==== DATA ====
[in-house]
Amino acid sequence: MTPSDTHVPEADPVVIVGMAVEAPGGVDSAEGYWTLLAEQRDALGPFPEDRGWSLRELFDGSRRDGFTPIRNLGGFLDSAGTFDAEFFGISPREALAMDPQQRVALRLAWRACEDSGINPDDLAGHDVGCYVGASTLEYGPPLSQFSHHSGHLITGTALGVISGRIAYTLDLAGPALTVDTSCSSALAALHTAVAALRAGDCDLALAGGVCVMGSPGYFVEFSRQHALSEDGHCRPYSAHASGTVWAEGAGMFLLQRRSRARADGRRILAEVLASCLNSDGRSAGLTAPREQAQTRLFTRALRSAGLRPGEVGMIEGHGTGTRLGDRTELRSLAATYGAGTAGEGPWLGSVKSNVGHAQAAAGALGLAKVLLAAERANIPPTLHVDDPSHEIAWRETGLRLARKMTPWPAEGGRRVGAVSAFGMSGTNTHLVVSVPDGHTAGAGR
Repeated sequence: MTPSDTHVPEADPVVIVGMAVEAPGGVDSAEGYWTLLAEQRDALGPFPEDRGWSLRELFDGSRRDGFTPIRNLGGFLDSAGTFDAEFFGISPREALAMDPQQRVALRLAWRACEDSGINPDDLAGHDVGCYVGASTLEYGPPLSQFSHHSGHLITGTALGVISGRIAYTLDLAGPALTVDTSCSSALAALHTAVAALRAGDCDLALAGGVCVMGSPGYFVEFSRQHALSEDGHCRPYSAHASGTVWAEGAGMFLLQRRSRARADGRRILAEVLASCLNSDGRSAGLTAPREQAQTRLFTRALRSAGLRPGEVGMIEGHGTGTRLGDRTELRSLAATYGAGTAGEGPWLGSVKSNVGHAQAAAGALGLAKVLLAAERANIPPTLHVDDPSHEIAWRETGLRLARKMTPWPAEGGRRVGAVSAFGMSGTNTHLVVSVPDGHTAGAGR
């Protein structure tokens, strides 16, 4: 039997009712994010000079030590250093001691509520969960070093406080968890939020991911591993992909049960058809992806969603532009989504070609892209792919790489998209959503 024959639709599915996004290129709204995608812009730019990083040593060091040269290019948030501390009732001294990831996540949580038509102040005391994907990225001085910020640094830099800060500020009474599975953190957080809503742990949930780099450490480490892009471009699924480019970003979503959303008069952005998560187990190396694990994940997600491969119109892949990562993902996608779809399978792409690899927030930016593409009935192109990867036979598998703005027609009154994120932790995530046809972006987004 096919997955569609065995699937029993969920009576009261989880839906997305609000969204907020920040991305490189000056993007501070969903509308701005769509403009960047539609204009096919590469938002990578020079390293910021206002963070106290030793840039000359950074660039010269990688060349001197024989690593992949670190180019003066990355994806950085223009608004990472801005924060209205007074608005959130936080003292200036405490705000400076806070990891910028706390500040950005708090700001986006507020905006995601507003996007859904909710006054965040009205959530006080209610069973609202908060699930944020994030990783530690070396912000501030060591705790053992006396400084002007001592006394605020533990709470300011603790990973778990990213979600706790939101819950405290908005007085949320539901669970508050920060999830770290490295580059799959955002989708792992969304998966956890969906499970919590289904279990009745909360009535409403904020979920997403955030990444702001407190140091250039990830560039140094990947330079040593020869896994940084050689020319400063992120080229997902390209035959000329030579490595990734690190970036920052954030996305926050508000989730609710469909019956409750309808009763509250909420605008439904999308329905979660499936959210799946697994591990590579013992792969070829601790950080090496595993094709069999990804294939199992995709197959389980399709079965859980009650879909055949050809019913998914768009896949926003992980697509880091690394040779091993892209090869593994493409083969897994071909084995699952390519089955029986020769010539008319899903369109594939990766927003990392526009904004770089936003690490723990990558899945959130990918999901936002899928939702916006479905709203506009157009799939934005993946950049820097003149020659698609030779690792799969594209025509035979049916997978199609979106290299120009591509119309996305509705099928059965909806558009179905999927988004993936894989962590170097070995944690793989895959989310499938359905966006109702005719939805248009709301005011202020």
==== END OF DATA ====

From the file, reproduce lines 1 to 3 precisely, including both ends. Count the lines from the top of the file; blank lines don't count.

[in-house]
Amino acid sequence: MTPSDTHVPEADPVVIVGMAVEAPGGVDSAEGYWTLLAEQRDALGPFPEDRGWSLRELFDGSRRDGFTPIRNLGGFLDSAGTFDAEFFGISPREALAMDPQQRVALRLAWRACEDSGINPDDLAGHDVGCYVGASTLEYGPPLSQFSHHSGHLITGTALGVISGRIAYTLDLAGPALTVDTSCSSALAALHTAVAALRAGDCDLALAGGVCVMGSPGYFVEFSRQHALSEDGHCRPYSAHASGTVWAEGAGMFLLQRRSRARADGRRILAEVLASCLNSDGRSAGLTAPREQAQTRLFTRALRSAGLRPGEVGMIEGHGTGTRLGDRTELRSLAATYGAGTAGEGPWLGSVKSNVGHAQAAAGALGLAKVLLAAERANIPPTLHVDDPSHEIAWRETGLRLARKMTPWPAEGGRRVGAVSAFGMSGTNTHLVVSVPDGHTAGAGR
Repeated sequence: MTPSDTHVPEADPVVIVGMAVEAPGGVDSAEGYWTLLAEQRDALGPFPEDRGWSLRELFDGSRRDGFTPIRNLGGFLDSAGTFDAEFFGISPREALAMDPQQRVALRLAWRACEDSGINPDDLAGHDVGCYVGASTLEYGPPLSQFSHHSGHLITGTALGVISGRIAYTLDLAGPALTVDTSCSSALAALHTAVAALRAGDCDLALAGGVCVMGSPGYFVEFSRQHALSEDGHCRPYSAHASGTVWAEGAGMFLLQRRSRARADGRRILAEVLASCLNSDGRSAGLTAPREQAQTRLFTRALRSAGLRPGEVGMIEGHGTGTRLGDRTELRSLAATYGAGTAGEGPWLGSVKSNVGHAQAAAGALGLAKVLLAAERANIPPTLHVDDPSHEIAWRETGLRLARKMTPWPAEGGRRVGAVSAFGMSGTNTHLVVSVPDGHTAGAGR